From the beginning of the novel, Hamlet proves to be very melancholy, and upset with his life. His father’s sudden death, and his mother’s quick remarry did not help his case. That being said, his emotions lead him to his insanity. Many people claim that Hamlet’s insanity is feigned, but his actions based on things that have happened in the past, prove otherwise. Very shortly after the tragic death of King Hamlet, Gertrude, his wife, immediately remarried to Claudius, making the mourning process quite uncomfortable for Hamlet.
After Hamlet is aware that Claudius is the cause of his father's death, he questions what is appropriate for the revenge of his father's death. He questions whether to kill Claudius, but struggles on actually going through with the plan. “The underlying theme remains Hamlet's inaction and his frustration at his own weaknesses. Here, however, Hamlet seems less introspective about his failure to kill Claudius than perhaps his failure to take his own life”(Pressley). After failing to be able to take not only Claudius's life, but his own, he questions his worth as a man.
His anger caused him to only think about revenge. Nelson 4 Finally, Prince Hamlet is greatly affected by his dead father’s ghost. Young Hamlet develops into an evil mad man all because of what the ghost informs him of and instructs him to do. He pretends to be mad, but the readers are led to believe he truly is mad. Hamlet became conflicted after meeting with the ghost.
Most of the time narrators know they aren’t normal, and might even say so themselves. When an author writes from the perspective of an unreliable narrator they usually contradict a previous act, thus making them inconsistent. They may say one thing and do another. I believe that the reason why the narrator in “The Yellow Wallpaper” thinks she is completely normal even though she isn’t is because of her realistic hallucinations, causing her to become somewhat paranoid to the other characters in the story. The other characters do not see what she does.
The main character of this novel, Hamlet, is seem to be quite a mentally disturbed man after he discovered his deceased fathers murder to be his uncle. Hamlets obsession of uncovering the murder mystery and exposing his uncles lead to his strive for vengeance, yet his procrastinating ways keeps him from doing so. Though he appears sane at the beginning of the novel it is truly obvious he doesn’t remain as so while the plot thickens. Along with the many rhetorical devices used in Shakespeare’s novel, Hamlet, Sarcasm can be found
Once the ghost proves himself to be his father, he does not immediately believe the ghost’s claims, despite the validity of them. In fact, he goes as far as putting on an entire play just to see his uncle’s reaction to the scene that is similar to Hamlet’s father’s murder. The standard of “beyond reasonable doubt” is simply unacceptable to him. Hamlet becomes obsessed with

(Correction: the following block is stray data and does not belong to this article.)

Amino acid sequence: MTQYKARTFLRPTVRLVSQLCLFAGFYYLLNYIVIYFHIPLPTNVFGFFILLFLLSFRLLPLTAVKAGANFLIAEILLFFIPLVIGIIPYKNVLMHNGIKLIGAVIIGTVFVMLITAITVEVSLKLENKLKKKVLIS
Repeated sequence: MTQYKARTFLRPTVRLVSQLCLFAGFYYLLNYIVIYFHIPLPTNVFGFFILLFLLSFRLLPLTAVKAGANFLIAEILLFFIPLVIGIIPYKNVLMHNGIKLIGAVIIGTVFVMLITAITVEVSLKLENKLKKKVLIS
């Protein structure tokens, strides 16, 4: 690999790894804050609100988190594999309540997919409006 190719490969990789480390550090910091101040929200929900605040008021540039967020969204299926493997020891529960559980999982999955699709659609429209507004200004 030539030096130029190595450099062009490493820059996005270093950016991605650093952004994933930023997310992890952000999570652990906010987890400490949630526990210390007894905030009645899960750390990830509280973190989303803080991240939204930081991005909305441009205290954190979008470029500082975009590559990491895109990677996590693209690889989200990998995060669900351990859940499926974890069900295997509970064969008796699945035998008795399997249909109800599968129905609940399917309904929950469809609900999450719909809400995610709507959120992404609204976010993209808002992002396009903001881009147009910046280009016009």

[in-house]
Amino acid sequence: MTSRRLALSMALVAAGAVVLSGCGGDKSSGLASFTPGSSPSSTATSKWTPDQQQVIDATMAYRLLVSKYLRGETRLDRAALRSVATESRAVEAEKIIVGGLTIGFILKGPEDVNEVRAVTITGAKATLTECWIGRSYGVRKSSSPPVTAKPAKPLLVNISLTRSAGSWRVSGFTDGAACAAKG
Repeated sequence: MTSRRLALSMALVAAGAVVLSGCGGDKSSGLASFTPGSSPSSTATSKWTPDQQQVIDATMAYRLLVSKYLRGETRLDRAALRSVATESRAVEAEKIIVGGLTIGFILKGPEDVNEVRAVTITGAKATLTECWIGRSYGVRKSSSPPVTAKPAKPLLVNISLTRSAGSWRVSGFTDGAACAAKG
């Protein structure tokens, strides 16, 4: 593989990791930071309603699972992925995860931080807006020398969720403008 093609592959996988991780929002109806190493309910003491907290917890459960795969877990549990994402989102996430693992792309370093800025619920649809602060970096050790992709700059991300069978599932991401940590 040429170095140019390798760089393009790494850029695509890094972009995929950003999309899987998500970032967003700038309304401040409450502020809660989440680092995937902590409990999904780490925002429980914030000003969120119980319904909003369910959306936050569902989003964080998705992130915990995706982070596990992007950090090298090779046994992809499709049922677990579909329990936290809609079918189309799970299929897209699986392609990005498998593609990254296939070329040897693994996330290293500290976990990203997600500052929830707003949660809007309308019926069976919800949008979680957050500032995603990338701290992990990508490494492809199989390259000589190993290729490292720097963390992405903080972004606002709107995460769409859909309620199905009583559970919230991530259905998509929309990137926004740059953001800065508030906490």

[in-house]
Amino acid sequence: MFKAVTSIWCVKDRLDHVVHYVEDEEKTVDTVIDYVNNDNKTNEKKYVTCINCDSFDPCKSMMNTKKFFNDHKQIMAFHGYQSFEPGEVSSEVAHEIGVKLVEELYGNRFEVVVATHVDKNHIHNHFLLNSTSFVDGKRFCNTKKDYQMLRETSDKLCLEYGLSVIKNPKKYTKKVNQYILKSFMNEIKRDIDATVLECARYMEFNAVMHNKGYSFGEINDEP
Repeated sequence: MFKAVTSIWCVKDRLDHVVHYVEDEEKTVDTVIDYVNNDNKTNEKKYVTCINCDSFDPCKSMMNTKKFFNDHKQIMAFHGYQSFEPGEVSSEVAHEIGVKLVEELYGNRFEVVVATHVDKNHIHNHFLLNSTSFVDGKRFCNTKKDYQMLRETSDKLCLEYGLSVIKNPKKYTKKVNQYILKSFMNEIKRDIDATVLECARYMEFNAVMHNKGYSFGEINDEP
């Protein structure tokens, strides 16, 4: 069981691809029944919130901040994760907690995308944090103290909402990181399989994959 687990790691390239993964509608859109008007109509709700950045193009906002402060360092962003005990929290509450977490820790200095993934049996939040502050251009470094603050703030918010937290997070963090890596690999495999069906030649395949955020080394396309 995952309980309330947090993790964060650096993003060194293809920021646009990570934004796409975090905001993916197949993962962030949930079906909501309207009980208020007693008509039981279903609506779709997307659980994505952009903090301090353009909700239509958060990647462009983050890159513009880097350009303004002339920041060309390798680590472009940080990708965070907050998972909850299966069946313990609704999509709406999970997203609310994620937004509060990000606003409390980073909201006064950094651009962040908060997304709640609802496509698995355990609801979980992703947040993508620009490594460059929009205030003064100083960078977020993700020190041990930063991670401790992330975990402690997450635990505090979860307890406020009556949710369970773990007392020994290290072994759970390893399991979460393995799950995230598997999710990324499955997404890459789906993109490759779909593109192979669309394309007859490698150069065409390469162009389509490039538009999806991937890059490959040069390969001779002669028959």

“Have I gone Mad?” asked the Hatter (Carroll Alice In Wonderland). In Shakespeare’s Hamlet, the main character Hamlet has to jump a lot of hurdles, including his mental health just like the Hatter. His father dies, his mother remarries his uncle, his friends betray him, and on top of all of that, everyone questions whether or not he is crazy. Hamlet’s craziness is visible because he speaks to ghosts, he can kill without remorse, and his many self-doubting soliloquies. The first piece of evidence that shows Hamlet is crazy is that he talks to ghosts.
Others would say that after he accepts his father 's plea for vengeance, that he uses this cloak of madness as a disguise so Claudius cannot see his murderous intentions. As many researchers know there is much evidence for both his sanity, and his madness. But which is true? In the play, Hamlet is constantly talking to himself, which is already one sign of madness, but the things that he says to himself are murderous and even suicidal quotes. One of the quotes in the play being, “HAMLET: O, that this too too sullied flesh would melt, Thaw and resolve itself into a dew, Or that the Everlasting had not fixed His canon 'gainst self-slaughter!
Furthermore, because of the fact that King Hamlet was already dead at the time of the start of the play, the reader has no idea the relationship he and his son had. In truth, “The only vision we have of Hamlet’s father is his Ghost…The Ghost hardly offers Hamlet or us a vision of a healthy or loving father, let alone a hero…There is no warmth or love when Hamlet reunites with his resurrected father in the darkness and fog atop the ramparts of Elsinore in Act 1” (Word Press par. 3). Therefore, no definite conclusion can be made concerning the benefits that Hamlet received from his relationship with his father while he was alive, if any. On the contrary, King Hamlet had his final wishes fulfilled and since he was already deceased, he didn’t reap any
Hamlet at first seems to have gone mad over how he isn 't allowed to see or talk to Ophelia anymore. Then afterward, it seems he is shocked over the topic of his father¹s death and begins to have the inner conflict with himself about committing suicide. Hamlet is then on his mission to avenge his father and tortures Claudius in a systematic manner that is genius. Finally, Hamlet is obsessed with a love for his own mother that takes him back to the state of insanity. In conclusion, Hamlet’s mental state is split into two different entities, sane and